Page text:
Esai Morales in Caprica (2009)Nothing would’ve made me happier than to deem Syfy’s decision to cancel Caprica a grave and unwarranted one, but that’s something which simply can’t happen. Bear with me now, because there’s a reason for saying this. As a defender of the series when it was on the brink of cancellation, there’s no joy in stating that it’s easy to see why Ron Moore and David Eick’s offshoot from Battlestar Galactica received the axe when it did. Though far from faultless, the first half of the series established a fine foundation for a world rife for exploration: the mechanics of a society that would ultimately create a sentient lifeform, robots which would rebel and eventually annihilate most of the human race. But concept’s only part of the journey, and Caprica saw tonal and storytelling issues that shaped it into a rough, erratic exploration of those ideas, reaching an especially stagnant point at the beginning of this second half. It’s a shame, then, that the writers and producers finally discover their rhythm in the last five-and-a-half episodes, as it truly becomes the series I had hoped it’d become.Paula Malcomson in Caprica (2009)The story revolves around the polytheistic, technologically-advanced colony of Caprica roughly sixty years before “the downfall”, focusing on the conflict between, and within, two families: The Graystones, and the Adamas. Lawyer Joseph Adams (Esai Morales) lives a somewhat normal life with his wife and two children, Tamara and Billy, attempting to juggle his high-profile stature in the legal realm with his domestic life. He fights a bit with keeping himself as distanced as he can from his unsavory lineage, the Tauron mob Ha’la’tha, though it’s hard since the organization funded his education and requires his services regularly — usually by messages delivered through his brother, Sam (Sasha Roiz). BSG devotees with get a jolt in seeing the blossoming of young “Billy” in this environment early on, watching the growth of the semi-troubled youth that’d transform into the disquieting, powerful Galactica commander Bill Adama.Magda Apanowicz in Caprica (2009)Caprica’s central draw, however, is the Graystones. Daniel Graystone (Eric Stoltz) heads a tech development firm working on a mechanized super-soldier that’s just not cutting the mustard, all the while generating profit (60% of net, to be exact) with virtual reality headsets — holobands — that connect to a network of fully-interactive, realistic digital worlds. Graystone’s seemingly safe digital construct quickly broke down into a laissez-faire underground, filled with hacked sections that exploit sex, drug-use, and violence. Daniel’s daughter, a silver-tongued high-school student named Zoe (Alessandra Torresani) who battles with her mother Amanda (Paula Malcomson) over authority, frequents the holoband V-Club with boyfriend Ben (Avan Jogia) and timid best friend Lacy (Magda Apanowicz), yet they’re beyond the carnal satisfaction that the place has to offer. Instead, they’ve found purpose in monotheistic religious belief within an activist organization, the Soldiers of The One (STO), and, in the process, created an exact digital copy of Zoe who will somehow aid the resistance.Eric Stoltz and Paula Malcomson in Caprica (2009)Caprica utilized a cliffhanger episode at the end of the first half of the season, one that leaves the mortality of several characters up in the air. It’s uncertain whether the depression-driven grief that Amanda’s been going through truly led her to suicide; similarly, we’re unsure if the full-throttle abrasiveness that Zoe was enacting inside the U-87 Cylon body destroyed her at the end. Then, Syfy opted to go on a very lengthy mid-season break (read: they shelved the episodes), leaving curious minds in the dark for roughly seven months and, effectively, knocking the wind out of Caprica. Already, the series wasn’t on the strongest of legs; as mentioned before, it establishes a fine world that explores the emotions coursing through decisions to either reject or embrace digital memories of loved ones, while also giving some deep-rooted glimpses into the underpinnings of Moore and Eick’s Emmy-winning Battlestar Galactica. Yet it wasn’t all gelling together as of yet, only improving as the series went along but ultimately lacking the joie du vivre that pumped its inspiration forward.Eric Stoltz in Caprica (2009)Therefore, when Caprica’s second half starts off sluggish and overbearingly dour, it’s almost like a death toll. Let’s be perfectly honest here: the first three installments following a seven-month hiatus end up being misfired glut, something the series couldn’t withstand at that point. Starting with a jump-forward in time that echoes the end of Battlestar Galactica’s second season, it throws the story in a pit of depression, despair, and cutthroat politics surrounding Daniel that bloats beyond its boundaries. When the Ha’la’tha use killing one’s mother — someone unassociated with the crime syndicate — as a sign of loyalty, when the STO enact murderous power moves over their religious heads, or when Zoe’s avatar is bludgeoned to near-death for simply looking like the STO terrorist she’s perceived to be, the tone gets molasses-level thick and fairly objectionable. It’s as if Moore and Eick are overcompensating so their audience knows they’re not pulling any punches, while the output they produce leans toward ham-handed and hard-faced discomfort — and extremely awkward in “Things We Lock Away”, a sloppily glued-together hodgepodge of poorly-orchestrated arena brawls in New Cap City and intent Lacy/STO development.Esai Morales in Caprica (2009)None of Caprica’s issues root in the performances, however, or the production design. From the ground up, Moore and Eick continue the shrewdly-cast and stylish thrust of science-fiction with a fine vein of suspense, capturing the city’s expanses with a unique blend of metropolitan polish, futuristic gris-gris, and slick ’50s-esque allure. Locations like the Graystone mansion sport angular windows and a glaring pour of cold light, while the Adama household encapsulates a warm yet dark demeanor. These fitting aesthetic touches cradle some exceptional dramatic performances, including Eric Stoltz and Esai Morales whom have come into their own as tried-and-true denizens of Caprica. The same can be said for Magda Apanowicz as Lacy, who takes the complications surrounding a semi-innocent girl lost in the world of terrorism and runs with them with stalwart momentum. Lacy’s role, which gets sloshed around in the first half of the season, begins to grow more focused as she embeds further into the STO (and learns of her affinity with post-Zoe Cylons). The faces of Caprica are what keep the series afloat, both during the well-executed and bungled stretches in the show.Still from CapricaReally, the issues hinge on a general question: “What’s the driving force behind Caprica?” At first, the series closed in on the machinations of the Cylon origins, as well as exploring monotheism vs. polytheism, the benefits and hindrances of an abandon-free V-World, and the reluctance for people to let go of those whom have died. Upon the second half of Caprica, all that’s somewhat switched out for direct drama involving the robots’ “creator”, as well as concentration on the gangster Adama network and the blossoming of the terrorist organization as idealists — which, by the way, the STO material’s fairly bland and oddly-executed during that stretch. In essence, it starts to go down a fairly generic path of aggressive human drama, leaving the intrigue behind Zoe’s presence somewhat alone for a two-hour burst. It’s pretty clear that the minds behind the show tinkered with some new (and time-weathered) ideas to try and wrangle together a new audience. And it didn’t really pan out as such.Caprica with Eric StoltzFortunately, the creative team seems to have had an inclination towards this. Starting with “False Labor”, Caprica begins to see an awakening, as if they both discover where their weaknesses lie and resurrect the spirit of Battlestar Galactica — which carries over in “Blowback”, marking the first of five episodes that Syfy shelved around the time of cancellation. In this episode, Daniel attempts to recreate Zoe’s “resurrection” software, while in the process using an avatar of Amanda as a basis for comparison. Since he knows all the mannerisms and minutiae of his wife, he’s able to determine exactly how human or inhuman she’s acting, and the content that unfolds as he dissects this digital Amanda can be both penetrating and emotionally stirring. On top of that, Lacy gets her first hearty taste of the STO’s domineering, contentious presence, while meeting other “recruits” similar to her. Moreover, it rediscovers its tonality; difficult drama remains, but the way it’s handled regains the excitement of its inspiration. In short, it gets good. Really, really good.With Syfy cancelling the show and five episodes still left to run, the big question likely will be: “Does it get a proper, strong conclusion?” Piggybacking off the regained proficiency that it rediscovers in “Blowback”, Caprica sprints through the remaining episodes as if it knows that the end’s coming, losing its abandon in a furious, gripping rush that certainly echoes to Battlestar Galactica’s aptitude in 11th-hour intensity. It hits the accelerator and really doesn’t stop until an unquestionably finite conclusion, bringing together Daniel’s hunt for Zoe’s avatar in V-World and the unsavory connections between Graystone Industries and the Tauron mob to a very fine, robust head. Moreover, the content surrounding Lacy’s presence in the STO finally reaches a meaningful point, instead of evoking the sensation that it’s a time-killing subplot like it did at first. But, much like the conclusion of Battlestar Galactica, it also ditches some sensibility in lieu of excitement, breaking some of its own rules and established character mannerisms just to find a definite close. When it all melts together, though, it’ll be worth gritting one’s teeth through a few questionable moments.Those who’ve watched Caprica and cashed in their chips owe it to themselves to check out the tense follow-through, with the knowledge that the tone’s anything but consistent. There’s only a handful of great moments scattered within; however, there are assuredly some really great moments, ones that ensnare the type of essence I’d hoped would resonate in a depiction of the pre-Cylon world. In the middle of that, along with blatant reflection on the current climate of terrorism, it also provokes thought about the extents that some might go to preserve the memories and essence of those they love, and whether the recreation of an individual would push the boundaries of their belief structure. Caprica’s an intelligent show at its core, one with a complex network of emotion buttons that simply never properly learned how and when to push them. What’s a shame is that the show reveals a few glimmers at the end that suggest it might’ve found out how, ones that likely hadn’t even been seen by those that made the decision to power down this tale of the pre-war Cylon race.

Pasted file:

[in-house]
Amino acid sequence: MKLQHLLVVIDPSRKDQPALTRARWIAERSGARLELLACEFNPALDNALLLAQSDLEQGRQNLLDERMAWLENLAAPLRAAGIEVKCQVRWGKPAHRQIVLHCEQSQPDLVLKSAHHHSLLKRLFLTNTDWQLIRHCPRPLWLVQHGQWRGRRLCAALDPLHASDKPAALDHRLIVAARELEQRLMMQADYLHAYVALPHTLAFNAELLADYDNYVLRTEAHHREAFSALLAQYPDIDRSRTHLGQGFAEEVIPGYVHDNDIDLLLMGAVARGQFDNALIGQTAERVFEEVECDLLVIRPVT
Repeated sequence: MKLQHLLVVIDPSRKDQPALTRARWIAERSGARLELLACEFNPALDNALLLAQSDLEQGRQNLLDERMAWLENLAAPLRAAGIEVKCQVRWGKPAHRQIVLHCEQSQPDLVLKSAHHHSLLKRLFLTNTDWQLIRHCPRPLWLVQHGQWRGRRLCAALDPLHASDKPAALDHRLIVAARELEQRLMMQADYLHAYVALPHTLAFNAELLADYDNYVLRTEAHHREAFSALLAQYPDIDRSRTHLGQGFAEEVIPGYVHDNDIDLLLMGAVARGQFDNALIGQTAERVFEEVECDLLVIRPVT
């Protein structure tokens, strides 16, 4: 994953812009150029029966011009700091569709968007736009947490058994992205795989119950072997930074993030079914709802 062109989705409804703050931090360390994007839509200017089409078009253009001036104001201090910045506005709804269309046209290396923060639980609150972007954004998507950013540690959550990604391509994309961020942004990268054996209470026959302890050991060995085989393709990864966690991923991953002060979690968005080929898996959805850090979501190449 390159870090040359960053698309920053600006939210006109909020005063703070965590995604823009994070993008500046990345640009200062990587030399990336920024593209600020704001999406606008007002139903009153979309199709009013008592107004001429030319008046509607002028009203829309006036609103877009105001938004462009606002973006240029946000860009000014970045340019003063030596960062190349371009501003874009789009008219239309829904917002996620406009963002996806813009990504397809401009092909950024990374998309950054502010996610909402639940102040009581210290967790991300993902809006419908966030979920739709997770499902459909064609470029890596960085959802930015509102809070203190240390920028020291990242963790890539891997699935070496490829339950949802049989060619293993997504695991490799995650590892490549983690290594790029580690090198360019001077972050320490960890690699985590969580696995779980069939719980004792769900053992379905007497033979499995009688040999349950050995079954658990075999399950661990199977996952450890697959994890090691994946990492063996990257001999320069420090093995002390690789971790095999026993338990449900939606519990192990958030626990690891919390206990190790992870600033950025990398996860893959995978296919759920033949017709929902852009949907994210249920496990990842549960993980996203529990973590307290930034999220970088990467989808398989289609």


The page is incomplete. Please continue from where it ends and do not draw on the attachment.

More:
REVIEW: STARGATE SG.1 – SEASON 8